In Chapter Nine, Subedi maintains that pharmaceuticals reduce mortality and morbidity rates and enhance quality of life. He argues that growing Pharmaceuticalization reflects progress in medical sciences, allowing people to get medication for illnesses that were previously undiagnosed and untreated. Yet the author’s focus on pharmaceutical interventions conceals other factors shaping quality of life, such as increased living standards, growing public health awareness, and supporting social determinants. This chapter also ignores the aggressive rise of biomedicine and the marketization of health care after 1990, which is one of the most exploitative dynamics in contemporary Nepal. Subedi acknowledges how minor incentives like pens, diaries, and sample medicines have lured doctors into prescribing branded drugs. But he remains silent on more egregious factors, such as pharmaceutical companies offering expensive vehicles to popular medical doctors, sponsoring conferences and journals, and funding annual celebrations of various medical societies.

 In the last chapter, on healing and health care in Nepal, Subedi focuses mainly on topics such as safe water and sanitation, malnutrition, institutional delivery, and Nepal’s health workforce. He argues that overcoming existing health inequalities requires a sustained multi-prolonged strategy to address barriers against both demand and supply, and to build the Ministry of Health’s capacity to lead this agenda. Although the author mentions that he has traveled through more than sixty districts in Nepal, and done actual fieldwork using “casual talk methodology” to collect accurate data, these empirical experiences are not clearly reflected in these chapters as research documents. For example, in Subedi’s findings regarding the health workforce, he mentions different factors such as a top-down decision making process, mismanagement in selecting appropriate candidates, the security issue, and transfers based on political connections as some of the issues playing a direct role in weakening the health service system. But there are many other basic factors: such as rural isolation, insufficient infrastructural conditions, minimum opportunities, lesser opportunity for vertical mobility, and short sighted policy frameworks that directly play an adverse role.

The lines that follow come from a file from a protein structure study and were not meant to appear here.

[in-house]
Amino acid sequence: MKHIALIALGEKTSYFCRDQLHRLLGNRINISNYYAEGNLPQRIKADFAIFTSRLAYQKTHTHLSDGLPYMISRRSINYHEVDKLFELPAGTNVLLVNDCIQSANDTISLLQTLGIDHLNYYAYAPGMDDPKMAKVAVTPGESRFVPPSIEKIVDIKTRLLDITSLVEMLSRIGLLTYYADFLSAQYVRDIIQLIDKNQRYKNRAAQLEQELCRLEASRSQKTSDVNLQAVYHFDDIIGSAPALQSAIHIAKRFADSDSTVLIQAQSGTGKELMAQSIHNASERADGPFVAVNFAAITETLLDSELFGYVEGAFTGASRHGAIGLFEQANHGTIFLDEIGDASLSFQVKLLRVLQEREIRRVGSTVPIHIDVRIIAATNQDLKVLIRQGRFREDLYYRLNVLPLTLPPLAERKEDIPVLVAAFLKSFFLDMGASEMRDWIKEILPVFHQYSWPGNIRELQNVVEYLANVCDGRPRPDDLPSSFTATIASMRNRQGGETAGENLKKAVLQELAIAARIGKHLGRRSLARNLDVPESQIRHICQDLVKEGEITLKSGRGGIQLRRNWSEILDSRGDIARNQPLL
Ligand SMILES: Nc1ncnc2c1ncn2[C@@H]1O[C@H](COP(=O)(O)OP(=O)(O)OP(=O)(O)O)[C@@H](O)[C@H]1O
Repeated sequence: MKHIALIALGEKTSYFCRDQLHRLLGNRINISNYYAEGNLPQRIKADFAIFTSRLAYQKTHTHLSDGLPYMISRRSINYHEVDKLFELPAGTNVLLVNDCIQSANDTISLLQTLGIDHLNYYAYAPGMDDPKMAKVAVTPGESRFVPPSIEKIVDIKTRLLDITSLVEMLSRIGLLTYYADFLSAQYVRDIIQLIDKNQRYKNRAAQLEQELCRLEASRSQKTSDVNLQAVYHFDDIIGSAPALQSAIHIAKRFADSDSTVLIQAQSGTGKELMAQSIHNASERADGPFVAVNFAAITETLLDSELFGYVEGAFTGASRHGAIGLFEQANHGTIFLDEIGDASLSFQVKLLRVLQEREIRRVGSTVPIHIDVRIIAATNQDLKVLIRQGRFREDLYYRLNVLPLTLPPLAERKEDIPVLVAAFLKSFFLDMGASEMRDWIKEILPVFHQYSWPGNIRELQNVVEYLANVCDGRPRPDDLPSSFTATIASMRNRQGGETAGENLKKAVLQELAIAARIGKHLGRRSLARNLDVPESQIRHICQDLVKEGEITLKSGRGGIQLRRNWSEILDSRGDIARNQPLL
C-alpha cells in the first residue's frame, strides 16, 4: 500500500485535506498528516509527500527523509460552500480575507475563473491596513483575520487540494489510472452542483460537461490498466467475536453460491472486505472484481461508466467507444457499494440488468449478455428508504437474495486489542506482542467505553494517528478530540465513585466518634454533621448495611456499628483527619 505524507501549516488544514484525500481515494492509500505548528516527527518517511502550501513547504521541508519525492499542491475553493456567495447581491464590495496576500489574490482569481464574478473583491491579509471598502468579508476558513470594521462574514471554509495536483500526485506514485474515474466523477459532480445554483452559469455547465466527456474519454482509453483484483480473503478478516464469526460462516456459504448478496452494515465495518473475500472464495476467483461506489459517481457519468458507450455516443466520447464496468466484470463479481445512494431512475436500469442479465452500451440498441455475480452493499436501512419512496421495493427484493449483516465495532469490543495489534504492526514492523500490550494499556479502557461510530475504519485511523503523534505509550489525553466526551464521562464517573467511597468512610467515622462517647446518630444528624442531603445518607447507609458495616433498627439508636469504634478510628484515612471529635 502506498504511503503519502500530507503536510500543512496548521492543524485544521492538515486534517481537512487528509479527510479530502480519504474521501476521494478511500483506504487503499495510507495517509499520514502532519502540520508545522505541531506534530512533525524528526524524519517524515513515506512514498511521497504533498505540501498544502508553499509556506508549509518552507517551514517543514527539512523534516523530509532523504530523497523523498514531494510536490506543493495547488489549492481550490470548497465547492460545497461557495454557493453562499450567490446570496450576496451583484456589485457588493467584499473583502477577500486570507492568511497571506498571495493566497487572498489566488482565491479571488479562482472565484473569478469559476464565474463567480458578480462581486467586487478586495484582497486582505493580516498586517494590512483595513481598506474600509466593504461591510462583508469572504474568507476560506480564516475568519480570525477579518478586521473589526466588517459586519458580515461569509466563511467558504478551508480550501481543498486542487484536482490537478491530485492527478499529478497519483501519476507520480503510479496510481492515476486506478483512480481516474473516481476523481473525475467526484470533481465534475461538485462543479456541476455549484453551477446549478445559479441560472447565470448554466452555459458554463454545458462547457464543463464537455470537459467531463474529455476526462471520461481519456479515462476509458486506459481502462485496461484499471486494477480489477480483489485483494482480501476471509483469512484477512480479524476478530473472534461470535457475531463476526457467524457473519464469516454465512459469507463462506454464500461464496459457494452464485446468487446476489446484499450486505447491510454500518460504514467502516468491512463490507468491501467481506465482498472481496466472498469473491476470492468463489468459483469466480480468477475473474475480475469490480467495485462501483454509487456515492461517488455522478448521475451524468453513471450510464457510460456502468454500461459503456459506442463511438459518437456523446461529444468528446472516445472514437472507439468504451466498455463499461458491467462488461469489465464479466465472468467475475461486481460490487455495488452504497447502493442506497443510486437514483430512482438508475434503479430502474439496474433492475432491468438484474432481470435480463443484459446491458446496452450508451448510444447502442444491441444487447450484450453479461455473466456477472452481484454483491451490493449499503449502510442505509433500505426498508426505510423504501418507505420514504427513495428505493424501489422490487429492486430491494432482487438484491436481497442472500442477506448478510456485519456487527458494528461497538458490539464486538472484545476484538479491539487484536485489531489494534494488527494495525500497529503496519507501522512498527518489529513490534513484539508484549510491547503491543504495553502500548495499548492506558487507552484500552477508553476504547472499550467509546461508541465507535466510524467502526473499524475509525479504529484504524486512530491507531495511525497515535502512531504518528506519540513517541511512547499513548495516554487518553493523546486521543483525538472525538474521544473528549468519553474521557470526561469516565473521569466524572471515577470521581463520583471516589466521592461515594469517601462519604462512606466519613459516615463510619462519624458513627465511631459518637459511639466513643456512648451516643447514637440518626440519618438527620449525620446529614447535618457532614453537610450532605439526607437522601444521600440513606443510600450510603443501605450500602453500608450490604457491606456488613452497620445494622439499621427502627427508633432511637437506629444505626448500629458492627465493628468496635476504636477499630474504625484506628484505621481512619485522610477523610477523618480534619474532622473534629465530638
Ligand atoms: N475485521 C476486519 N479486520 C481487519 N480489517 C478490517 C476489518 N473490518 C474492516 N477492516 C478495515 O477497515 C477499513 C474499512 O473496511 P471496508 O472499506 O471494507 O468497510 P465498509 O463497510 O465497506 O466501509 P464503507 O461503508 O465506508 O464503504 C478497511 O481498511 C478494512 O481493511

Health science discourses in Nepal have been overwhelmingly dominated by the biomedical model of understanding. Madhusudan Subedi provides explanatory understandings beyond the biomedical domain, but his book’s contents lack theoretical consistency, methodological rigor, and empirically nuanced observations. His insistence on maintaining a relativist (“everything is equally valid”) position does little to amplify the voices of the sufferers. Ideological persistence and emancipatory consciousness are essential to establish an equitable and accessible health care system.

Minocha, Aneeta. 1980. Medical Pluralism and Health Services in India. Social Science and Medicine. Part B: Medical Anthropology 14(4): 217–223.


Sachin Ghimire
K and K international College